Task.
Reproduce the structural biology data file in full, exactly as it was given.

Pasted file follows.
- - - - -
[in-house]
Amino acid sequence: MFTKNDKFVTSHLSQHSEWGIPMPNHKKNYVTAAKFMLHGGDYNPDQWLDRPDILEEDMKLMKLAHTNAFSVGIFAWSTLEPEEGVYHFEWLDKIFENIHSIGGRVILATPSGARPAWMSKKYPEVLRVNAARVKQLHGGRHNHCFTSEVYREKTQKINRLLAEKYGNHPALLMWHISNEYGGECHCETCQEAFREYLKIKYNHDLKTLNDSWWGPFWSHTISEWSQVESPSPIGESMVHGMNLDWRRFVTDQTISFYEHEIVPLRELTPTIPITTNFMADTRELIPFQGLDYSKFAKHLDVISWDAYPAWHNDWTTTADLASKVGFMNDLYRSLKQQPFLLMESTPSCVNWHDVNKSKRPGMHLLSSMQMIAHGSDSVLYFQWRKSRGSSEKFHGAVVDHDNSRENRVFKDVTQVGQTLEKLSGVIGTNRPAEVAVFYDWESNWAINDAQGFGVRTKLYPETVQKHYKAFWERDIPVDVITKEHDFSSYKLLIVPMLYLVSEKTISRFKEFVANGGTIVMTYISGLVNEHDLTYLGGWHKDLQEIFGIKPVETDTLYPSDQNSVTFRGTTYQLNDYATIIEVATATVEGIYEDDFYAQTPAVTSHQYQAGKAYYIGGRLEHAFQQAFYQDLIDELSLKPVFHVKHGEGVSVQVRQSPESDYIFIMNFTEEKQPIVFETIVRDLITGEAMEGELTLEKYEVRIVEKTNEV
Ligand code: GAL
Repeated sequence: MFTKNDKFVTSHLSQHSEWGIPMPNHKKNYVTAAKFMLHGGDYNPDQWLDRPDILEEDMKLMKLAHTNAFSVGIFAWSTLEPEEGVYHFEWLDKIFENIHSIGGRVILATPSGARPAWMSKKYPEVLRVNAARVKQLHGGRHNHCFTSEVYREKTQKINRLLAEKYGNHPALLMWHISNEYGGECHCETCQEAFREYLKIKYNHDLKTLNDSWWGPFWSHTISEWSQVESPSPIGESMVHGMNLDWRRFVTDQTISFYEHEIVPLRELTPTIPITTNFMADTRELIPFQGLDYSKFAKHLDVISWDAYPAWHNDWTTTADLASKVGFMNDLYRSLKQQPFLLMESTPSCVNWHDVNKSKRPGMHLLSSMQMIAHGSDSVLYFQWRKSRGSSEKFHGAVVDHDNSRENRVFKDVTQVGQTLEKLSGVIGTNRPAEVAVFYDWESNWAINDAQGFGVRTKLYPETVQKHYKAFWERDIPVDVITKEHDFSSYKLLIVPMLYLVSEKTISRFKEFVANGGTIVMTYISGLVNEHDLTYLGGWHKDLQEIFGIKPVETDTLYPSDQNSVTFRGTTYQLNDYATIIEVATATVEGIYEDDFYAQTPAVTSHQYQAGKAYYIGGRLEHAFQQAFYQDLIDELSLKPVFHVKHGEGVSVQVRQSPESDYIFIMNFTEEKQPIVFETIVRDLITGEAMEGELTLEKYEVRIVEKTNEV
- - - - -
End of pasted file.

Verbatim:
[in-house]
Amino acid sequence: MFTKNDKFVTSHLSQHSEWGIPMPNHKKNYVTAAKFMLHGGDYNPDQWLDRPDILEEDMKLMKLAHTNAFSVGIFAWSTLEPEEGVYHFEWLDKIFENIHSIGGRVILATPSGARPAWMSKKYPEVLRVNAARVKQLHGGRHNHCFTSEVYREKTQKINRLLAEKYGNHPALLMWHISNEYGGECHCETCQEAFREYLKIKYNHDLKTLNDSWWGPFWSHTISEWSQVESPSPIGESMVHGMNLDWRRFVTDQTISFYEHEIVPLRELTPTIPITTNFMADTRELIPFQGLDYSKFAKHLDVISWDAYPAWHNDWTTTADLASKVGFMNDLYRSLKQQPFLLMESTPSCVNWHDVNKSKRPGMHLLSSMQMIAHGSDSVLYFQWRKSRGSSEKFHGAVVDHDNSRENRVFKDVTQVGQTLEKLSGVIGTNRPAEVAVFYDWESNWAINDAQGFGVRTKLYPETVQKHYKAFWERDIPVDVITKEHDFSSYKLLIVPMLYLVSEKTISRFKEFVANGGTIVMTYISGLVNEHDLTYLGGWHKDLQEIFGIKPVETDTLYPSDQNSVTFRGTTYQLNDYATIIEVATATVEGIYEDDFYAQTPAVTSHQYQAGKAYYIGGRLEHAFQQAFYQDLIDELSLKPVFHVKHGEGVSVQVRQSPESDYIFIMNFTEEKQPIVFETIVRDLITGEAMEGELTLEKYEVRIVEKTNEV
Ligand code: GAL
Repeated sequence: MFTKNDKFVTSHLSQHSEWGIPMPNHKKNYVTAAKFMLHGGDYNPDQWLDRPDILEEDMKLMKLAHTNAFSVGIFAWSTLEPEEGVYHFEWLDKIFENIHSIGGRVILATPSGARPAWMSKKYPEVLRVNAARVKQLHGGRHNHCFTSEVYREKTQKINRLLAEKYGNHPALLMWHISNEYGGECHCETCQEAFREYLKIKYNHDLKTLNDSWWGPFWSHTISEWSQVESPSPIGESMVHGMNLDWRRFVTDQTISFYEHEIVPLRELTPTIPITTNFMADTRELIPFQGLDYSKFAKHLDVISWDAYPAWHNDWTTTADLASKVGFMNDLYRSLKQQPFLLMESTPSCVNWHDVNKSKRPGMHLLSSMQMIAHGSDSVLYFQWRKSRGSSEKFHGAVVDHDNSRENRVFKDVTQVGQTLEKLSGVIGTNRPAEVAVFYDWESNWAINDAQGFGVRTKLYPETVQKHYKAFWERDIPVDVITKEHDFSSYKLLIVPMLYLVSEKTISRFKEFVANGGTIVMTYISGLVNEHDLTYLGGWHKDLQEIFGIKPVETDTLYPSDQNSVTFRGTTYQLNDYATIIEVATATVEGIYEDDFYAQTPAVTSHQYQAGKAYYIGGRLEHAFQQAFYQDLIDELSLKPVFHVKHGEGVSVQVRQSPESDYIFIMNFTEEKQPIVFETIVRDLITGEAMEGELTLEKYEVRIVEKTNEV